Jacksonville Daily Progress
Back in the heyday of the town's tomato boom – in the early part of the 20th century – Jacksonville's Tomato Festival was an annual affair that drew national attention.
As did its queen.
And that queen was always earnest and beautiful and true – much like the promise of the Jacksonville tomatoes that forever crowned this area as one of the outstanding producing places in the nation.
The names of the first fair maidens to become queen are legend: First queen, 1934, Billye Sue Hackney (Mrs. W. R. Stearns), and second queen Violette Slaton (Mrs. Violette Lahour-cade), who also served as queen of the Texas Centennial in 1936.
Publicity about the Tomato Fest and the crowning of its queen made newspapers and magazines throughout Texas and the Southwest. By the time of the fourth Tomato Festival, beautiful, vivacious stunning, girls from 55 cities were actively vying for the title of 1937 Tomato Queen.
Times have definitely changed since then, but current Tomato Fest chairman Robin Butt said organizers are looking to bring back the Tomato Queen contest and its powerful allure this year – possibly even as an eventual lead-in to the Miss Texas Contest.
“Actually, we had talked about bringing it back for the 25th anniversary but were unable to get enough volunteers or help at that point,” Butt said. “This year, it was brought to us by several people interested in getting it back and scheduled.”
Peggy Renfro, Cham-ber President, said organizers are looking to have the revived pageant take place the first Saturday in August.
“That way we could have the winner present at the 30th annual tomato fest in June 2014,” Renfro said “It looks like a good possibility. This is something that has not happened in the last 15 years.”
Butt emphasized there is a lot of organizing and planning to be done.
“We obviously have more information available as we get closer to Aug. 3,” he said. “It probably won't be as big as it has been in the past but it should give us a good springboard to get a queen again for our 30th anniversary. I'm really excited about it.”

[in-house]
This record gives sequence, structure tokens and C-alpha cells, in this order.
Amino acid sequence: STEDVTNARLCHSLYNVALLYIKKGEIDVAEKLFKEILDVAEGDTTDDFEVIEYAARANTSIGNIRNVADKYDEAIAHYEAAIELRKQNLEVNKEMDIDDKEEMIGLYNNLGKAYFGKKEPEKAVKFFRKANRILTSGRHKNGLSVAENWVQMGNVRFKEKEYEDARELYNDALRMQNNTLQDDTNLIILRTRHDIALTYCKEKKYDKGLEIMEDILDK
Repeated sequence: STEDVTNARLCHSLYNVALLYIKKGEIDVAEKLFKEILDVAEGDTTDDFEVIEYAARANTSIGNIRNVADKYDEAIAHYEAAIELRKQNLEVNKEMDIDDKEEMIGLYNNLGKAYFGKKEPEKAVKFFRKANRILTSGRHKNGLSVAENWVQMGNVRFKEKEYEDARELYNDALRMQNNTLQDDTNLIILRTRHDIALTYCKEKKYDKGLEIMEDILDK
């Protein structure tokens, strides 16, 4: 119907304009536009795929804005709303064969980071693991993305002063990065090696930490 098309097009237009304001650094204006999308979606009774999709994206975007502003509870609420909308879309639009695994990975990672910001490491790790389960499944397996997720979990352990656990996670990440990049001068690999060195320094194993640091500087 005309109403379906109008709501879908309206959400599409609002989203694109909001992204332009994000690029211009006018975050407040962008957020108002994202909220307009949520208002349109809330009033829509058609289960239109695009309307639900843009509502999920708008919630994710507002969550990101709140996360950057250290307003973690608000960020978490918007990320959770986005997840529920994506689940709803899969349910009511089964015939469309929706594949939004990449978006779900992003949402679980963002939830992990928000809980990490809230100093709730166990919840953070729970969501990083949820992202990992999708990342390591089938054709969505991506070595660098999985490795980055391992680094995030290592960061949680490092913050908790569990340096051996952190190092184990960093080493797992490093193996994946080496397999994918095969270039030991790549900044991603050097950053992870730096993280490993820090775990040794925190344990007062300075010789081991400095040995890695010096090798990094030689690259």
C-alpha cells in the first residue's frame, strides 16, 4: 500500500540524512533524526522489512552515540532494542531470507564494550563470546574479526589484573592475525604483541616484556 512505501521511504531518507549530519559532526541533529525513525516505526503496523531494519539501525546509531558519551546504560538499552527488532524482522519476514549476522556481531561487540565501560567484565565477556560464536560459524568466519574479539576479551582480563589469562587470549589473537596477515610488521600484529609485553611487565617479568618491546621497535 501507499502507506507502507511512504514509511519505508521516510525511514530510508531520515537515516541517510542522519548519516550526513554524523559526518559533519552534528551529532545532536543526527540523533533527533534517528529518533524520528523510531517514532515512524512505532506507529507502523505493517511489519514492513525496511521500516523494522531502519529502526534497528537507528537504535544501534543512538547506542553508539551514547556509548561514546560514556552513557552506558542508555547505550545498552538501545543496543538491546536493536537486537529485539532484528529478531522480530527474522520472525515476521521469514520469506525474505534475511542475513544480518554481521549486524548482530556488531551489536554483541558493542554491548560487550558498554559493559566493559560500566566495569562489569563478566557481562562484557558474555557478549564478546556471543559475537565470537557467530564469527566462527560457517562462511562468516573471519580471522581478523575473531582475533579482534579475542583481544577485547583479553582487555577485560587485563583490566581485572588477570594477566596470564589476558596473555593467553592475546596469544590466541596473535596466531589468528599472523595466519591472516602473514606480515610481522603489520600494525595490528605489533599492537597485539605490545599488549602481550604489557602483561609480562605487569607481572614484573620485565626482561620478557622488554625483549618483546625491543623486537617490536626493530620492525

Organizers are in the process of trying to locate former queens who are still alive who might want to participate.
The local tomato industry began in Craft, near Jacksonville, in 1897.
According to the Jacksonville Historical Commission, a refrigeration transit official came to town on peach-related business when he advised local farmers of the area’s potential for excellent tomato growth.
Jacksonville held its first Tomato Festival in 1934, which quickly became one of the biggest and best-known celebrations in all of East Texas. Festivities would often last for as long as a week, and included parades, pageants, music and other entertainment.
Perhaps the biggest event at each year’s festival was the coronation of the glamorous Tomato Queen.
The event would attract visitors far and wide, even former Texas governors, all of whom wanted to crown the queen.
Jacksonville's annual Tomato Festival lasted until 1941 when the outbreak of World War II called a significant portion of the county’s men away to war.
In 1984, the Jackson-ville Chamber of Com-merce revived the tradition and launched the first Tomato Festival in almost 40 years. Although the events have changed, the spirit of the festival remains the same.
By trying to evolve it into a possible future adjunct to the Miss America contest, Butt said he also hopes the scope of applicants will expand beyond Cherokee County.
You know: Kind of like the old days.
Do you know someone who has been a Tomato Queen? You can contact the Jacksonville Daily Progress at firstname.lastname@example.org.